It’s probably a faux pas to revive an older thread, but this one jumped out at me.
I have experienced a number of occasions wherein patients had normal hearing but who swore they had a hearing loss. Sometimes we forget that so much of hearing does not occur in the ears, but in the brain. Other things happening in the brain can have an impact on the capacity to process what one is hearing.
One patient (who I made sure never met my wife since he looked like a very buff Ryan Reynolds) was a firefighter who swore that he had trouble hearing his daughters and even hearing the alarms at the fire station. Testing showed normal hearing. That being said, I really try to observe behaviors of patients in my booth. You never know when a patient may be claustrophobic, or having a sudden health issue, etc. Since the patient is in my care while in my office, I keep a close eye on them. In this case, I noticed the patient was really struggling to verbalize the words used in word recognition testing. Turns out the patient had recently returned from Afghanistan as a Marine and was suffering from severe PTSD. I actually got a “thank you” letter from a psychologist at the VA for forcing the issue and pleading with the patient to address his issues.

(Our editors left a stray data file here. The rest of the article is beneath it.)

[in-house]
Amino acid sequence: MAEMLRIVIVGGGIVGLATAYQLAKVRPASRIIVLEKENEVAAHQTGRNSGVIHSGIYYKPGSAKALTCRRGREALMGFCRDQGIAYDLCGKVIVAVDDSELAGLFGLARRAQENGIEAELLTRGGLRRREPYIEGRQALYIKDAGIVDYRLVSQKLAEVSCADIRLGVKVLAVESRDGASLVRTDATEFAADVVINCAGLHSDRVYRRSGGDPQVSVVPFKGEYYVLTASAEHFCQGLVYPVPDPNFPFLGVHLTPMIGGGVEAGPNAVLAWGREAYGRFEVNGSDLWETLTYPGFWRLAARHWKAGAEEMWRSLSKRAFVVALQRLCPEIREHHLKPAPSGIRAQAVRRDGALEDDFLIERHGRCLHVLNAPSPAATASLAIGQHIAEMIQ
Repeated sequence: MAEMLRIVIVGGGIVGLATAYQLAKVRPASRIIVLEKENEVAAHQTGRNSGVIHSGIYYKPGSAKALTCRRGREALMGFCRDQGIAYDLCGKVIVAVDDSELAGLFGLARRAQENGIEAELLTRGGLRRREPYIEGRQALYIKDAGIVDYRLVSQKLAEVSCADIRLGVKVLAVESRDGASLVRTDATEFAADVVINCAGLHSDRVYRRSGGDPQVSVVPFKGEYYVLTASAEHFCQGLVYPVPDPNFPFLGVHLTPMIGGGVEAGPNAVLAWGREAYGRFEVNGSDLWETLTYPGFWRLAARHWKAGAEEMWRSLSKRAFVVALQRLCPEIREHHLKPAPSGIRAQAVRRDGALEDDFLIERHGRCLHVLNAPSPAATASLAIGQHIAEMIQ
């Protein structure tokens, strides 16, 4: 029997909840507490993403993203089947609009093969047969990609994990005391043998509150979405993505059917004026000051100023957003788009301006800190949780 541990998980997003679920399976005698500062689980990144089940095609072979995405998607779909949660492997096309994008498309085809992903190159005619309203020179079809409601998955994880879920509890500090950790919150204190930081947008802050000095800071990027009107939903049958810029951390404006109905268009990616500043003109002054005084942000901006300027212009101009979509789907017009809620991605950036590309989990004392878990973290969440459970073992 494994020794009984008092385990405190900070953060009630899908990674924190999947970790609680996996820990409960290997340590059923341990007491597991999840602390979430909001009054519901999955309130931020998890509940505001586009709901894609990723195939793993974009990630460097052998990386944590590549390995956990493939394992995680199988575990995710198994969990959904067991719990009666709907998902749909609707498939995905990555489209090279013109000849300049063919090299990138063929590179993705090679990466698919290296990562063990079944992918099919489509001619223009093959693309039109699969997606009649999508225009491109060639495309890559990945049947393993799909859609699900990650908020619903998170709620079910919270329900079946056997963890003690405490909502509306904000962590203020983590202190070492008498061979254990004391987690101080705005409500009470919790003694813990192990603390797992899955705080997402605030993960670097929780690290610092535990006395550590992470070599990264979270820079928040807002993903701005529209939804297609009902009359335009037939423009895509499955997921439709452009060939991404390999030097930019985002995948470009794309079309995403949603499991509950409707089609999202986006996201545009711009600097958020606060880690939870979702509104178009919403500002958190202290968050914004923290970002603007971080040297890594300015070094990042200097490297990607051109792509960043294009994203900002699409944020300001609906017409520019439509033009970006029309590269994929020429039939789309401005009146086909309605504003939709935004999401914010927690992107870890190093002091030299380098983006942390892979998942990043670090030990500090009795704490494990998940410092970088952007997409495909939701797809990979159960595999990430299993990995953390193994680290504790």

Another patient swore she couldn’t hear well. Testing showed normal hearing. The patient really wanted to try aids. I fitted some for her. She immediately started crying stating that she could finally hear. So guess if I was confused? I would not sell her hearing aids until she visited with a physician first to figure out why her perception did not match the test results. Turns out she was way strung out on opioids, which was obvious the second time a saw her. The opiods were affecting her brain’s ability to process information.
Other patients have simply had previously undiagnosed processing difficulties. Amplification can help “kick start” the brain in some of those cases.
In the case of the OP, an audiogram that isn’t “that bad” when paired with an individual’s ability to process can lead to wildly varying perceptions of hearing even among people with nearly identical audiograms.
So, I always advocate that the first thing we as audis/specialists and, indeed, physicians, too, MUST do is listen to the patient, and observe the patient’s mannerisms and actions. It is so super easy for us to just rely on computerized data on a screen, but the data doesn’t always tell us everything. I have to guard against this myself to insure that I have happy, hearing patients.